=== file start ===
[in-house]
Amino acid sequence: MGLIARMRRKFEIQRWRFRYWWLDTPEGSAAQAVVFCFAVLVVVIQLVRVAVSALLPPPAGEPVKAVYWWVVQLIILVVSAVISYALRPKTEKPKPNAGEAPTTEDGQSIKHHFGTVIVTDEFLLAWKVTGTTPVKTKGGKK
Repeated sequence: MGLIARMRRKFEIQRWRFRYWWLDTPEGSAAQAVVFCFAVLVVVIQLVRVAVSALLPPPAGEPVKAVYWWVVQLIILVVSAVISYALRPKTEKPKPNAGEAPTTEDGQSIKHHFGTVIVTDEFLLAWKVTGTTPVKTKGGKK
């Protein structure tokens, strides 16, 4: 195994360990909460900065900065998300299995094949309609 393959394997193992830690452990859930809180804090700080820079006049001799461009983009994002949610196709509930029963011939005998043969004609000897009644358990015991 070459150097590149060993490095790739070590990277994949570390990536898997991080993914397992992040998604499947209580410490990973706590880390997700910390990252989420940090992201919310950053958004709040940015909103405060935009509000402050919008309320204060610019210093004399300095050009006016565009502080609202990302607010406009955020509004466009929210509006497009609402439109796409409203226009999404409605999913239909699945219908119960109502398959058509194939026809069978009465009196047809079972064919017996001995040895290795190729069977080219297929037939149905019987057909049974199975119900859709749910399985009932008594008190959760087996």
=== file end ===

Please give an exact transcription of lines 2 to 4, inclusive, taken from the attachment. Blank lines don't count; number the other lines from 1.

Amino acid sequence: MGLIARMRRKFEIQRWRFRYWWLDTPEGSAAQAVVFCFAVLVVVIQLVRVAVSALLPPPAGEPVKAVYWWVVQLIILVVSAVISYALRPKTEKPKPNAGEAPTTEDGQSIKHHFGTVIVTDEFLLAWKVTGTTPVKTKGGKK
Repeated sequence: MGLIARMRRKFEIQRWRFRYWWLDTPEGSAAQAVVFCFAVLVVVIQLVRVAVSALLPPPAGEPVKAVYWWVVQLIILVVSAVISYALRPKTEKPKPNAGEAPTTEDGQSIKHHFGTVIVTDEFLLAWKVTGTTPVKTKGGKK
């Protein structure tokens, strides 16, 4: 195994360990909460900065900065998300299995094949309609 393959394997193992830690452990859930809180804090700080820079006049001799461009983009994002949610196709509930029963011939005998043969004609000897009644358990015991 070459150097590149060993490095790739070590990277994949570390990536898997991080993914397992992040998604499947209580410490990973706590880390997700910390990252989420940090992201919310950053958004709040940015909103405060935009509000402050919008309320204060610019210093004399300095050009006016565009502080609202990302607010406009955020509004466009929210509006497009609402439109796409409203226009999404409605999913239909699945219908119960109502398959058509194939026809069978009465009196047809079972064919017996001995040895290795190729069977080219297929037939149905019987057909049974199975119900859709749910399985009932008594008190959760087996």